Researchers from the Murdoch Children’s Research Institute (MCRI) found boys who grew up in very disadvantaged homes had more than four times the risk of starting puberty early, at 10 or 11 years of age, while girls had double the risk.
The factors determining early puberty have received greater attention recently as more kids are starting puberty at an earlier age than past generations.
MCRI researchers surveyed about 3700 children, who were recruited at birth as part of the Growing Up in Australia study, to investigate if social determinants were playing a role.
Parents were asked to report on signs of children’s puberty at age eight to nine and 10 to 11 years. These included a growth spurt, pubic hair and skin changes, plus breast growth and menstruation in girls, and voice deepening and facial hair in boys.
The paper, published in the journal Pediatrics, compared the family socioeconomic position of those who started puberty early with others who started on time.
At 10/11 years of age, about 19 per cent of boys and 21 per cent of girls were classified in the early puberty group. Boys from very disadvantaged homes had 4.2 times the risk of developing early and the same factors increased the risk of early puberty for girls.
“Ongoing exposure to extremely unfavourable household socioeconomic position in boys independently predicted a four-fold increase in the rate of early puberty,” lead author A/Prof Ying Sun, a visiting academic at MCRI from China, said. “In girls, the increase was nearly two-fold, when compared with those from a favourable background.”
“Our findings raise a possibility that the timing of puberty may play a role in the links between early social disadvantage, and health problems later in life.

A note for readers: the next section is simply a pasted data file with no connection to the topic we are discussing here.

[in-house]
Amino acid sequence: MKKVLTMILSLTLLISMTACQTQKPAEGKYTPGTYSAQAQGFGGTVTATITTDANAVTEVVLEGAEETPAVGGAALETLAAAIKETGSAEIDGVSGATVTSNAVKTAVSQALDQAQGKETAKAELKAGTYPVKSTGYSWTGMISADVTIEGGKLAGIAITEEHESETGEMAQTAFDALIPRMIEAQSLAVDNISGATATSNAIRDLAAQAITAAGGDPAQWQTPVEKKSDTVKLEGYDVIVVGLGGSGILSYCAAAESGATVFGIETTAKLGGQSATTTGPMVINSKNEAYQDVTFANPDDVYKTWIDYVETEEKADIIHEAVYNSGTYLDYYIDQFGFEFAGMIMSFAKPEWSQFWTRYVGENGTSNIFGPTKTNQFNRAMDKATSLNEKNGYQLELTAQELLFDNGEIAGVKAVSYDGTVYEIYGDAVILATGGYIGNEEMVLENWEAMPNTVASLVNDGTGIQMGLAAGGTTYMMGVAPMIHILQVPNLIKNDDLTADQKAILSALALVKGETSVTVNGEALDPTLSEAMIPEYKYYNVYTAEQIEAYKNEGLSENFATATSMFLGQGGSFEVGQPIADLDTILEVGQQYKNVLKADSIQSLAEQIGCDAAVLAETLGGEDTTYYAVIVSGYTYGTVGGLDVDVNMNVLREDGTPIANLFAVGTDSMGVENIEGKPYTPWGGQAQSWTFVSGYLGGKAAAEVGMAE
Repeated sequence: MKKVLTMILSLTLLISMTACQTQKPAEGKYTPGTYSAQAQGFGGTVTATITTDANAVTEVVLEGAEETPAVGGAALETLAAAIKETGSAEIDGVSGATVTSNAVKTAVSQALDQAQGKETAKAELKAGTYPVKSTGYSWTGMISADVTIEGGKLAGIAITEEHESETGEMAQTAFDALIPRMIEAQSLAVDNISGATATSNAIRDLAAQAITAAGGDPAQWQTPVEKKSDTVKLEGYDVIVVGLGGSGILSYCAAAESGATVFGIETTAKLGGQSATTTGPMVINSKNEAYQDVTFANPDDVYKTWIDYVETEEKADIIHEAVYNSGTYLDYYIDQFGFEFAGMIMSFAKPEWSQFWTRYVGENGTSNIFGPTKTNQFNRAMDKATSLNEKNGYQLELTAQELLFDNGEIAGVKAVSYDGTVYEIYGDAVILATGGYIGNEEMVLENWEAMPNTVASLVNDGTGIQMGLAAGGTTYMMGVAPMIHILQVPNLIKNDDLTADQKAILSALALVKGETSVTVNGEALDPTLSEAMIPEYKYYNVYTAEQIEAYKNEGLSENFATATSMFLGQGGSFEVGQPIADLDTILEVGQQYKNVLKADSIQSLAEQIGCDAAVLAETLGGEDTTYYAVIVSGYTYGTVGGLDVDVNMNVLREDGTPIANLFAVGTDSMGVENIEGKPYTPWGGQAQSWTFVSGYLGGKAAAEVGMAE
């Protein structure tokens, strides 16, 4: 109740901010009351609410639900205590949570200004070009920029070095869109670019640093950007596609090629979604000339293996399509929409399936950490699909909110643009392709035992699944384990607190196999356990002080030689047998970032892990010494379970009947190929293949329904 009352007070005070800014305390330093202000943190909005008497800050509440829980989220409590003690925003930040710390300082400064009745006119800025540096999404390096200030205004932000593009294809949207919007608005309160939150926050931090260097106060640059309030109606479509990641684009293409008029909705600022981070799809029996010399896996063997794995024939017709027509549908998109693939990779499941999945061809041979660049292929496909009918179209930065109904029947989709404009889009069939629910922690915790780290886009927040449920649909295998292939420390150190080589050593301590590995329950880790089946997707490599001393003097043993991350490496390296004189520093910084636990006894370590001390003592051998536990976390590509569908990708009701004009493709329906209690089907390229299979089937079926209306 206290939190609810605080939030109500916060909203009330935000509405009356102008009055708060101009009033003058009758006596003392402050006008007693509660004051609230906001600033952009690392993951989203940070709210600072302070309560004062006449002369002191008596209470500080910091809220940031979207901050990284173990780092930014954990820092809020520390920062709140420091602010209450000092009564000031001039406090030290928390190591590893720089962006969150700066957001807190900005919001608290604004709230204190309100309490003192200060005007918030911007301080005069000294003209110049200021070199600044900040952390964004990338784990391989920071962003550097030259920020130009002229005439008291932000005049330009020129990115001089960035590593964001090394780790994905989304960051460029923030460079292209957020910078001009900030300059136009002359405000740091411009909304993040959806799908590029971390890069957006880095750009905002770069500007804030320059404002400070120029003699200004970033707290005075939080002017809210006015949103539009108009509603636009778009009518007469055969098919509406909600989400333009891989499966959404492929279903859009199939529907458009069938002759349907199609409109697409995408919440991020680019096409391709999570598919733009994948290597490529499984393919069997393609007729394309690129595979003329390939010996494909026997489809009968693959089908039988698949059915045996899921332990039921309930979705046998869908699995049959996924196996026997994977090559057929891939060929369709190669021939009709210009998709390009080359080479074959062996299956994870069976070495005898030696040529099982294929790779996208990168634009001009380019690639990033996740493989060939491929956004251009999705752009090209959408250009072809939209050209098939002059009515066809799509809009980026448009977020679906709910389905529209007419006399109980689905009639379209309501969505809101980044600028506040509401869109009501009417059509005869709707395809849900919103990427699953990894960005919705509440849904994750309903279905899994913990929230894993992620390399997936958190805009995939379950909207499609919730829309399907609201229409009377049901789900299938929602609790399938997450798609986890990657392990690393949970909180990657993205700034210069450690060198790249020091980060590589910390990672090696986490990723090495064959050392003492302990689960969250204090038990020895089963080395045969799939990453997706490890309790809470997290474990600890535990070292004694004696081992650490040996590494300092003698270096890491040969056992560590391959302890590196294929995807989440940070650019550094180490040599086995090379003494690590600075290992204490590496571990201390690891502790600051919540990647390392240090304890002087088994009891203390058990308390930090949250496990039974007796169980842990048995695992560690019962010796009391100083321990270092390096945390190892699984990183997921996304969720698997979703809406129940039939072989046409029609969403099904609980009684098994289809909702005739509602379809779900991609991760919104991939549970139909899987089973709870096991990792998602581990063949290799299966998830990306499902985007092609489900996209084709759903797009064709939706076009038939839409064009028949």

“If our research can improve the understanding of these links, we can potentially inform new public health initiatives that improve the health and wellbeing of all children for the rest of their lives.”
A/Prof Sun said that disadvantage may be linked to early puberty for evolutionary reasons. In the face of hardship, (e.g. economic disadvantage, harsh physical environment, absence of a father etc), children may be programmed to start the reproductive process earlier to ensure their genes are passed on to the next generation.
“We now know quite a lot more about the switches for the pubertal process and think that childhood disadvantage is one of a number of factors, including prematurity and being overweight early in childhood that switch the process on.”
Senior author, Professor George Patton, said it was important to understand the impact early puberty can have on the health of children and adolescents later in life.
“Early maturation has links in girls with emotional, behavioural and social problems during adolescence including depressive disorders, substance disorders, eating disorders and precocious sexuality,” Prof Patton said.
“Early puberty also carries risks for the development of reproductive tract cancers and cardio-metabolic diseases in later life. Given the recent trend towards earlier pubertal maturation in many countries, a clearer understanding of factors influencing pubertal timing is important,” he said.